Archived Webinar: US Funding Picture for 2016

Getting funding for social science isn't supposed to be task for Sisyphus. (Image: Detail from 1869 cartoon by Honoré Daumier)
Getting funding for social science isn’t supposed to be task for Sisyphus. (Image: Detail from 1869 cartoon by Honoré Daumier)

What will the current year mean for social and behavioral science funded by the U.S. government? Given the annual rituals of the past few years, where legislators routinely suggest that social science research is a luxury that an overstretched federal budget can’t afford and that it’s not high quality anyway, can the social and behavioral science community (and other embattled fields, such as geoscience) expect any positive news? Or will we see new attempts to politically filter what constitutes valuable science?

Mark Vieth
Mark Vieth

In this archived version of a webcast held on February 17, Mark Vieth — senior vice president of the Washington government relations firm CRD Associates – addresses these issues and others, including what the just-released federal budget from the White House means for federally funded research. He is joined by Michael Todd, the editor of the SAGE-sponsored website Social Science Space. Vieth’s slides for the presentation appear below.

In addition to the audience questions answered during the webinar, Vieth answers some questions that did not fit into the hour-long event; his answers appear below the slides. This webinar, “Washington, D.C. and Social and Behavioral Science: The Picture for 2016,” is the first of an occasional series of webinars looking at the nexus of government and academe.

Vieth was a staffer in the House of Representatives for 14 years, including serving as Chief of Staff for then-Congressman Robert A. Borski of Pennsylvania. Since he joined CRD in 2002, he has specialized in bringing diverse associations, foundations, institutions of higher education and other stakeholders together to advocate for common objectives. Of greatest interest in the context of this webinar is his role as coordinator of the national Social and Behavioral Science Collaborative which is fighting to keep all government-supported science be reviewed by scientists and to be funded properly.

  1. Given recent problems with funding political science, I hesitate to apply. What are the prospects this year and what are the critical stages of legislation that I should monitor over the next several months?

Mark Vieth: The [National Science Foundation’s Directorate of Social, Behavioral and Economic Sciences, or SBE] political science portfolio, a small but important group of grants, was targeted several years ago by then-Representative (and now Senator) Jeff Flake from Arizona and then-Senator Tom Coburn from Oklahoma. They were successful in including a provision in a large spending package that in effect prevented SBE from funding political science research for a year. However, since then, there have been no legislative or budgetary attempts to eliminate, reduce or restrict SBE political science research. Opponents of SBE often use examples from the political science portfolio to attack SBE, but last year there were no amendments specific to political science that were offered to either the America COMPETES Reauthorization bill or the FY16 Commerce Justice Science Appropriations Act. During this year’s current grant application cycle, which involves FY16 funding, the NSF may fund political science research out of the SBE account, without any restrictions, so political scientists should not hesitate to apply for grants this fiscal year.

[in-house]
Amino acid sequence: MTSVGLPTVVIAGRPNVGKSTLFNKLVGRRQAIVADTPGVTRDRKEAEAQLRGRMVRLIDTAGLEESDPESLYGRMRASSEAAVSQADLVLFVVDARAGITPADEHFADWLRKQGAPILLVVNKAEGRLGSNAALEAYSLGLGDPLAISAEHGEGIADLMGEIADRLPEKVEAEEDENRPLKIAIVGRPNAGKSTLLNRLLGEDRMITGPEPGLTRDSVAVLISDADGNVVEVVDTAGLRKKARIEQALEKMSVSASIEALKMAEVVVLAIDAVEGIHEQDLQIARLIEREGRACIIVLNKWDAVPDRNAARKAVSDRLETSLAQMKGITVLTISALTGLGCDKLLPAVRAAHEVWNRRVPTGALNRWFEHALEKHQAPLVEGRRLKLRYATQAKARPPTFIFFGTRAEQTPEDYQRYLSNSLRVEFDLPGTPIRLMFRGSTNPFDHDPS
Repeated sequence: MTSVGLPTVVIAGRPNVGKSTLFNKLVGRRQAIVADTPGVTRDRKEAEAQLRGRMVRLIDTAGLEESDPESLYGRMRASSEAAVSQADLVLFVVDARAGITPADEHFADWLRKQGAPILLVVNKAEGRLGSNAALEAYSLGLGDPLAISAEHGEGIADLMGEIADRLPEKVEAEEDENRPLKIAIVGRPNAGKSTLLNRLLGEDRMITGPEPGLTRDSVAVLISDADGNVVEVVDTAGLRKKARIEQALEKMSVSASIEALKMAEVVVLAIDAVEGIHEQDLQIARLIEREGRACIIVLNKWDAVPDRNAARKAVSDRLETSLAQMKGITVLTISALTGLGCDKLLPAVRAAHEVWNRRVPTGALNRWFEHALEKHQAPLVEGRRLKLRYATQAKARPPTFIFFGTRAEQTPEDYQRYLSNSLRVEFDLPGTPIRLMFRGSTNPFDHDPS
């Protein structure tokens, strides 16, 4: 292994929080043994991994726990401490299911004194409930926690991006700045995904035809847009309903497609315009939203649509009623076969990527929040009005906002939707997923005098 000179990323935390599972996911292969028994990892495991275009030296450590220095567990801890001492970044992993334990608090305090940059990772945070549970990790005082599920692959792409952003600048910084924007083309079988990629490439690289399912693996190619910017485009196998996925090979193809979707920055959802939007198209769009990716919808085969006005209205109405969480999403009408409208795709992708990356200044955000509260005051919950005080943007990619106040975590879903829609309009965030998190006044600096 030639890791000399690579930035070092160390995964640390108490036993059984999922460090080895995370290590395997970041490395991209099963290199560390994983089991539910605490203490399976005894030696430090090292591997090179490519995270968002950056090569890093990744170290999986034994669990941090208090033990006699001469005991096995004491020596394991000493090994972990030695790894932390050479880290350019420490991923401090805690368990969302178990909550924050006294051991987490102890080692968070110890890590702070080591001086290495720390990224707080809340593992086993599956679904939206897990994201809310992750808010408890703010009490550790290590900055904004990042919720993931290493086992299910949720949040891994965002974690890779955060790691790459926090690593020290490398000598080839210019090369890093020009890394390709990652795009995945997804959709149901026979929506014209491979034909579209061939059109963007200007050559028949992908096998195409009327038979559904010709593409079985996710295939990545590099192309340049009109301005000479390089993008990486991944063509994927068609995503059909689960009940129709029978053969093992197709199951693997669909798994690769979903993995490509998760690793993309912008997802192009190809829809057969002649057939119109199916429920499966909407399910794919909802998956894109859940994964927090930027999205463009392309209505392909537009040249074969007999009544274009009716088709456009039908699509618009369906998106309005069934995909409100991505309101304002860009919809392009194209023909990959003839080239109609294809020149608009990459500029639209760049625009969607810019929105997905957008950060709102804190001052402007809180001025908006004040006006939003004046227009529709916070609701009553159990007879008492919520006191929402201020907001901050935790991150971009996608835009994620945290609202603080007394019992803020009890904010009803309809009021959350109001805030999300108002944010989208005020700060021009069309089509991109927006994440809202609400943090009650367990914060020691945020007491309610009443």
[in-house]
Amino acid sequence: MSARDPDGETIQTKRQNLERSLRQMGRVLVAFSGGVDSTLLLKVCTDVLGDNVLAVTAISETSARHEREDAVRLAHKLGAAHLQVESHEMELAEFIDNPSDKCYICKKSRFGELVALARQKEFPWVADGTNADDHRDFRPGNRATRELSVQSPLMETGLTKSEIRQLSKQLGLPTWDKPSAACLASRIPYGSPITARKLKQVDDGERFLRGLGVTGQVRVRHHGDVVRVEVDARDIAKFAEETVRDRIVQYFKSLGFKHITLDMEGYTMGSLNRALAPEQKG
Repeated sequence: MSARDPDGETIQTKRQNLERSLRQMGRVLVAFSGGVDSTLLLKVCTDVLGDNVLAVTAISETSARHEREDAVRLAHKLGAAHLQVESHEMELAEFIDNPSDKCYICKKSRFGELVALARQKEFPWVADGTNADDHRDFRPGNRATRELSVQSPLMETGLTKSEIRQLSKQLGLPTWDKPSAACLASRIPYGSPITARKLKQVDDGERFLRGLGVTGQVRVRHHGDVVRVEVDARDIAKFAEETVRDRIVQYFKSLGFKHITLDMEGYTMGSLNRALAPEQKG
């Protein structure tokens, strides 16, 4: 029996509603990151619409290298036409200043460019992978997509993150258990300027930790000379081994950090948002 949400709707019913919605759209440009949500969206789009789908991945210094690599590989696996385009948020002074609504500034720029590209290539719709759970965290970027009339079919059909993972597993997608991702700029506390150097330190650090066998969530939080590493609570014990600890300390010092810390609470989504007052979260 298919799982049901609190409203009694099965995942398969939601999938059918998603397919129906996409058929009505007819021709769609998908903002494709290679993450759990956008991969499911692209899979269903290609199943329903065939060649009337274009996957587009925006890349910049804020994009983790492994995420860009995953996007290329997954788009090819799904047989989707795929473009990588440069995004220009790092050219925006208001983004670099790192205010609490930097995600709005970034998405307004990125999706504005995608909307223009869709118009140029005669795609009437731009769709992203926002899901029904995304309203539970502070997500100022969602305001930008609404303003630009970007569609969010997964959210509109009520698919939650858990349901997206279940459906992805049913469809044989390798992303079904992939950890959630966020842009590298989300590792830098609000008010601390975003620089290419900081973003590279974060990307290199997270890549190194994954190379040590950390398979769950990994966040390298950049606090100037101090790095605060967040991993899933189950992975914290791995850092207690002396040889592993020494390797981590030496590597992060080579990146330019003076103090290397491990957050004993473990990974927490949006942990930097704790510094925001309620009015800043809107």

1. Have presidential candidates taken positions on funding for NSF? How many congressional candidates discuss science funding during their campaigns?

Presidential candidates have talked primarily about increasing funding for the National Institutes of Health, but former Secretary of State Hillary Rodham Clinton has publicly expressed support for increasing funding for NSF.  Science magazine recently published an article that helps to answer this question:

  1. So this issue is very political, since we’re discussing advocacy, Supreme Court replacement, presidential elections. Educators, parents and taxpayers are discovering that social and behavior sciences are used to obscure how much [science, technology, engineering and math, or STEM] are no longer to be taught as bodies of knowledge, but instead as constructivist practices, critical theory and open-ended and untaught problem-solving challenges—in effect, reducing basic academics in STEM curriculums in favor of focusing on changing attitudes, behaviors, cultures, and altering neurological functioning rather than teaching knowledge and encouraging individual thought and achievement. We’re seeing this happen now. Comment?

In many respects, all legislative issues that come to votes in Congress become political, and we cannot avoid this. The best way to insulate against the politicization of issues to secure bipartisan support for the issues. I am not aware of any evidence that social and behavioral sciences are in some way “obscuring” STEM education, but this might be an interesting research topic for the Department of Education’s Institute of Education Sciences to explore. As mentioned during the webinar, the “S” in STEM stands for “Science,” and it is universally accepted among all scientific societies and associations that “Social and Behavioral Science” is indeed a “Science” and therefore part of STEM.

Want the detailed story of social science funding by the U.S. government since world War II? Click HERE for a timeline!

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